Peenemunde Housing Estate

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A new housing estate for the scientists, engineers and administrators, along with their families was built, it was called Karlshagen Siedlung (Karlshagen Housing Estate). the new compound had shops, schools, a sports field, it even had it's own social club, the Kameradschaftsheim. It had all the characteristics of a model village, and it was home to more than 3,000 people.

South of the housing estate there was a barracks square for the soldiers stationed at the research center and a camp for foreign workers and also prisoners of war (POWs). Another camp at Trassenheide also held further POW's and conscripted workers, the majority of them from Poland.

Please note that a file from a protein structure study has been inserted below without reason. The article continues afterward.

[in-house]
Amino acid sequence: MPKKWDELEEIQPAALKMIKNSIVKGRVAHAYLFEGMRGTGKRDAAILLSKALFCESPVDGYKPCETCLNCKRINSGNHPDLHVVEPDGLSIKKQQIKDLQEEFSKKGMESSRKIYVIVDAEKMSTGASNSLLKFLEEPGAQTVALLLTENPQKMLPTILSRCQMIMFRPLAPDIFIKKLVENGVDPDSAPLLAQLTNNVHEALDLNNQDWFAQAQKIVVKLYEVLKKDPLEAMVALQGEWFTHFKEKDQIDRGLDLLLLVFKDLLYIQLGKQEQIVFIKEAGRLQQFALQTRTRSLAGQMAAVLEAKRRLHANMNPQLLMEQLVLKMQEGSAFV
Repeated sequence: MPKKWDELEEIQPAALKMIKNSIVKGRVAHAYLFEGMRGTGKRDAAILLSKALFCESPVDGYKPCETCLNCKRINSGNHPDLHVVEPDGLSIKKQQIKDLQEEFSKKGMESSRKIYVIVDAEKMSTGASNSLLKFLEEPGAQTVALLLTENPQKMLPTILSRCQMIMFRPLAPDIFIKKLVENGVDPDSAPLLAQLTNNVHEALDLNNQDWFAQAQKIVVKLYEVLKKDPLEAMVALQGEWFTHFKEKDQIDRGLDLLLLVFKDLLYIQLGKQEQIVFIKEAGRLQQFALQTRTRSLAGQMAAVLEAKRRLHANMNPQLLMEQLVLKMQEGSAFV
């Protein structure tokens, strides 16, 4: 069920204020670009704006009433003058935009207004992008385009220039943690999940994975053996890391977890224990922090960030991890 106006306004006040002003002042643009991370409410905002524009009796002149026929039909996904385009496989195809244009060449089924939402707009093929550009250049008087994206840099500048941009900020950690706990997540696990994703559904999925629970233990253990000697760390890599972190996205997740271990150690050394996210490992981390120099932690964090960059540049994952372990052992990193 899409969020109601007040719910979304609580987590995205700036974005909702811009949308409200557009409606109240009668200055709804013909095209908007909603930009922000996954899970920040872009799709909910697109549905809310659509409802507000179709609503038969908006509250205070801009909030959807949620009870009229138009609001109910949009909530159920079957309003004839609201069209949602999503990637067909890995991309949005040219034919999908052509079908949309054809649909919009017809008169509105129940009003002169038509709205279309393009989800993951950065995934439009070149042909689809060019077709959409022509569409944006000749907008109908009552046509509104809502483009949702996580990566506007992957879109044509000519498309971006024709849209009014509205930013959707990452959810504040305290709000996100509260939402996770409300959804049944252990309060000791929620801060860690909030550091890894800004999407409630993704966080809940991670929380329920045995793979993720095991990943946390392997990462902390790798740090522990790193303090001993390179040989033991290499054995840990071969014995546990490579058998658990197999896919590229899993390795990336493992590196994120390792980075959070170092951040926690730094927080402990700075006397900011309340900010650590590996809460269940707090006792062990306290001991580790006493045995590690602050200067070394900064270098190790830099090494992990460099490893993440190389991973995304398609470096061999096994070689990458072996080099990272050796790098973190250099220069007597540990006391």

Housing Estate - 23 June 1943
Taken by 540 Sqn - 23 June 1943

Eventually, allied intelligence became aware of the importance of Peenemunde, so on the night of August 17-18, 227 bombers of Royal Air Force attacked the site. The objective of Operation “Hydra” was to kill as many German scientists as possible and also to destroy key targets such as the liquid oxygen plant, the power plant, the experimental/development works, and the test stands. The Peenemunde west area was ignored because the allies didn’t know of the v-1 flying bomb development there. The bombing left 732 people dead and much of the Peenemunde undamaged.


Estate showing bomb damage
Taken by 540 Sqn - 30 Sep 1943
Close up of bomb damage

But the vulnerability of Peenemunde was now evident and the remaining field trials of the V-2 were carried out at Bliszna in Poland. Heinrich Himmler persuaded Hitler that production and deployment of the V-2 should henceforth be handled by the SS and a suitable site for mass production was found in the complex of tunnels beneath the Kohnstein mountain near Nordhausen, in Central Germany. this subterranean V-2 factory, in which POWs were forced to work under brutal conditions, became known as the Mittelwerke.


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